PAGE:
Richard Holbrooke Dies at 69: Remembering Veteran Diplomat’s Overlooked Record in East Timor, Iraq and the Balkans

Democracy Now! The War and Peace Report
Broadcast on Wednesday, December 15, 2010

Since his death this week at the age of 69, veteran U.S. diplomat Richard Holbrooke has been remembered for a storied career that includes brokering the 1995 Dayton peace accords that ended the war in Bosnia. But little attention has been paid to his role in implementing and backing U.S. policies that killed thousands of civilians. Independent journalists Jeremy Scahill and John Pilger join us to discuss Holbrooke’s record in carrying out U.S. policy in Vietnam, East Timor, the Balkans, Iraq, Afghanistan and Pakistan. Scahill says Holbrooke "represented the utter militarization of what is called 'U.S. diplomacy.'" [includes rush transcript] [......]

new article The Conservative Case for WikiLeaks
  published on The American Conservative Magazine | December 9th, 2010

Lovers necessarily keep or share secrets. Being in a healthy relationship means achieving a certain level of intimacy, where shared knowledge of each others’ weaknesses and insecurities is protected by a bond of mutual trust. Sometimes lovers might do devilish things that outsiders wouldn’t understand, or shouldn’t be privy to, and this is fine. But by and large, what they do is simply no one else’s business. [.....]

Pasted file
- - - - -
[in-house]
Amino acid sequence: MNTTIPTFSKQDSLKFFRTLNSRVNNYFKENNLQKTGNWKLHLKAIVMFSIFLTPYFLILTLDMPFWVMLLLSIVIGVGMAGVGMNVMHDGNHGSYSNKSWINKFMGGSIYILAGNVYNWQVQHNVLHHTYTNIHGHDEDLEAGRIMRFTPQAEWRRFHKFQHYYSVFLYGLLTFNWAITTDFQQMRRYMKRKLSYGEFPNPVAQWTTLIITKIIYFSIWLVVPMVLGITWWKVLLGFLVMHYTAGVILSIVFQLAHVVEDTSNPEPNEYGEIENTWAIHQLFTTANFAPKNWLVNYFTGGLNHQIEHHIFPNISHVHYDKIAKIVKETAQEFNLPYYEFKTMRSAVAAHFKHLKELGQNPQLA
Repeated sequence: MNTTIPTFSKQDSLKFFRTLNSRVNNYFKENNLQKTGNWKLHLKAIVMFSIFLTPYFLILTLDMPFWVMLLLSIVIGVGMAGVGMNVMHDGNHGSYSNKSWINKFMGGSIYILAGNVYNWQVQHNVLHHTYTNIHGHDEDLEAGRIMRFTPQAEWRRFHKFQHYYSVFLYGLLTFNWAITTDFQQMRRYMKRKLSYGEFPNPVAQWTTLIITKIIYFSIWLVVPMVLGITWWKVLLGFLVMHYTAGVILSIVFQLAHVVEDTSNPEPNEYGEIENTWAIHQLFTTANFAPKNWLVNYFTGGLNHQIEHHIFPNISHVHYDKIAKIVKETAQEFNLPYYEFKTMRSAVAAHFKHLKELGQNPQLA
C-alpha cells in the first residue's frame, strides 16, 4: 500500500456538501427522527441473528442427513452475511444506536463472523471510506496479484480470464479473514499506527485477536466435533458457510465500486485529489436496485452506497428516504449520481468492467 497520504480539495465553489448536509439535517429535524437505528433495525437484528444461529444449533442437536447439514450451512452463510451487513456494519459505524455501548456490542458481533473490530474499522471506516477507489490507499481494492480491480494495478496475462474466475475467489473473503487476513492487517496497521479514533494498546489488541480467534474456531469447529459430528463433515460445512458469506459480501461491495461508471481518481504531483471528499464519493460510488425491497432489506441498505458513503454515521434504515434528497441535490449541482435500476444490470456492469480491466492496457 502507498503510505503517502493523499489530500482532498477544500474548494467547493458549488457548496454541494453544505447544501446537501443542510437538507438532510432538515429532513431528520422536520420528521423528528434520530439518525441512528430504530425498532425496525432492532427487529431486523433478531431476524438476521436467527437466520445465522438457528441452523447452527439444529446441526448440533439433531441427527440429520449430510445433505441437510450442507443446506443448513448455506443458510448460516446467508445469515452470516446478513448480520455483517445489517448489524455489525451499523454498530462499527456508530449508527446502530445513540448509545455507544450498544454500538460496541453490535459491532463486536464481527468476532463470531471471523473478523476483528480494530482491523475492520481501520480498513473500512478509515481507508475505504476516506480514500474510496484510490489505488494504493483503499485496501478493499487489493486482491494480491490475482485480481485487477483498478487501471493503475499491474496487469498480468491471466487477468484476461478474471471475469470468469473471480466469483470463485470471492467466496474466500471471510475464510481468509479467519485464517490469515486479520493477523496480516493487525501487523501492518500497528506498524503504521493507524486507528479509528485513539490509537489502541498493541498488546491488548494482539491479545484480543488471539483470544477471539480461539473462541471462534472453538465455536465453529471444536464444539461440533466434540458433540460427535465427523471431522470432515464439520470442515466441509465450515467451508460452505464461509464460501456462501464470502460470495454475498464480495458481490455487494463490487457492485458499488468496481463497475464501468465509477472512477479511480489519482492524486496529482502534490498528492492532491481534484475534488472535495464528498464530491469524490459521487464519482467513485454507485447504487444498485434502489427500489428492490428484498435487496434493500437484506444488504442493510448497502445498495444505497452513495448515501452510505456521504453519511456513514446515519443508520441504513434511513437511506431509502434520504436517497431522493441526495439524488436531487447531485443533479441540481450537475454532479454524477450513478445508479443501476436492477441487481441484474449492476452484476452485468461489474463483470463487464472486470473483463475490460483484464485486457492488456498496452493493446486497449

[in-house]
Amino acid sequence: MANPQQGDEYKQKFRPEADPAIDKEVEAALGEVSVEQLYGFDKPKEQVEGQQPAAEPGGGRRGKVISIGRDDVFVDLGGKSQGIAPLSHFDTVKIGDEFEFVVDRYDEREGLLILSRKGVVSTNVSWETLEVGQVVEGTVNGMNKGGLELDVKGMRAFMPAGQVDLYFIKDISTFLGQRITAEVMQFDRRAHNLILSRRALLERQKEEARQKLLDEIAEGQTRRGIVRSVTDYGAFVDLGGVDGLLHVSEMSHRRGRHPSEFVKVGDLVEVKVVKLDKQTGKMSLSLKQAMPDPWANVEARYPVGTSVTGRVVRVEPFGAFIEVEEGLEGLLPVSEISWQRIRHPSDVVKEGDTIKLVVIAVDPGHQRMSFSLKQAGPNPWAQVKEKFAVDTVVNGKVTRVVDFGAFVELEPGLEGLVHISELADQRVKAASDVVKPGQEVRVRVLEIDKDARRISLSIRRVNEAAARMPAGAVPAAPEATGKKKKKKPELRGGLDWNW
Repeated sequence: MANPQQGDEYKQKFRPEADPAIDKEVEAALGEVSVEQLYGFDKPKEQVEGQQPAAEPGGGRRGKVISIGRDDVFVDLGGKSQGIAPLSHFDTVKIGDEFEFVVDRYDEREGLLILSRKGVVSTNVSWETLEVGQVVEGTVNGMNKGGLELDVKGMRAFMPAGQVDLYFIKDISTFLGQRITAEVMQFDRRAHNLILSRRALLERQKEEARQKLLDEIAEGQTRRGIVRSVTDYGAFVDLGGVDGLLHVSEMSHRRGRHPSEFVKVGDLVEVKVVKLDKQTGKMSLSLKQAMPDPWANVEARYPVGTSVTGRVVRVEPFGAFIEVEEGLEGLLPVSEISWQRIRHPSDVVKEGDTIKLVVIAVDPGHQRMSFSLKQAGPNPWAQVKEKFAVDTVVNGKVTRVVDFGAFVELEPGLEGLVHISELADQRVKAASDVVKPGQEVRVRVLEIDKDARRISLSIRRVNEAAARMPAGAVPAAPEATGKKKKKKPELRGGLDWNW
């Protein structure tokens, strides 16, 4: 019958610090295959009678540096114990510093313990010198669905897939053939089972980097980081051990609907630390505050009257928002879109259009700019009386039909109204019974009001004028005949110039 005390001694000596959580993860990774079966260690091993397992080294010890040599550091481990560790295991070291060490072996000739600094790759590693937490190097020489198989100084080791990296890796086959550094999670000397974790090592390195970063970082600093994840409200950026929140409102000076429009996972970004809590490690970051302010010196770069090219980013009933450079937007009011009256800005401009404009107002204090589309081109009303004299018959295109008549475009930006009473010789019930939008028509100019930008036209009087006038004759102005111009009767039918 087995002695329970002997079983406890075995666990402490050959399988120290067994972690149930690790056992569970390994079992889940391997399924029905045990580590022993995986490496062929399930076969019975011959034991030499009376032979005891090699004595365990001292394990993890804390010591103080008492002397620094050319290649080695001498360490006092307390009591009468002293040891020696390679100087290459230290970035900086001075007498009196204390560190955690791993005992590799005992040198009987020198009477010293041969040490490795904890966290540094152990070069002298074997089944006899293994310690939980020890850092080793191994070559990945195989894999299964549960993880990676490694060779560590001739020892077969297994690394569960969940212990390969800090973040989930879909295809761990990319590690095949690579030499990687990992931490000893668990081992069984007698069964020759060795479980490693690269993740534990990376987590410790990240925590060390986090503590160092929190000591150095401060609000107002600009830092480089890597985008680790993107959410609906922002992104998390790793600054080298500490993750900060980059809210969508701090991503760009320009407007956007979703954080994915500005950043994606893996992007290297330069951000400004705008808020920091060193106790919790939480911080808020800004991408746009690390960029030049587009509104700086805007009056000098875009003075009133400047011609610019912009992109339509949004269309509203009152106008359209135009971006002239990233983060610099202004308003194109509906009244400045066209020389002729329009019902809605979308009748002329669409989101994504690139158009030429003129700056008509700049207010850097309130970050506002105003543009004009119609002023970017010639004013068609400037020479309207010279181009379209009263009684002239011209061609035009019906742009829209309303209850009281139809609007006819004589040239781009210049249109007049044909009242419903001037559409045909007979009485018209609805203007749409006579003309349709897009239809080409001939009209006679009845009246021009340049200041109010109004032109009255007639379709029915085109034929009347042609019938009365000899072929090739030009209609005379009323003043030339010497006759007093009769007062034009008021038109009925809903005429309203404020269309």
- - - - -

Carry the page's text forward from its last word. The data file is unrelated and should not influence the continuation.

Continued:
Read the entire commentary on The American Conservative Magazine

new article U.S. Facing Global Diplomatic Crisis Following Massive WikiLeaks Release of Secret Diplomatic Cables
broadcast on Democracy Now! November 29, 2010

new article Civilian soldiers' suicide rate alarming
National Guard soldiers who are not on active duty
killed themselves this year at nearly twice the rate of 2009
By Gregg Zoroya, USA TODAY, November 25, 2010 | USA Today

National Guard soldiers who are not on active duty killed themselves this year at nearly twice the rate of 2009, marring a year when suicides among Army soldiers on active duty appear to be leveling off, new Army statistics show

Eighty-six non-active-duty Guard soldiers have killed themselves in the first 10 months of 2010, compared with 48 such suicides in all of 2009.

Continue reading here

new article NONE OF US WERE LIKE THIS BEFORE: American Soldiers and Torture
The legacy of torture in the “War on Terror,” told through the story of one tank battalion.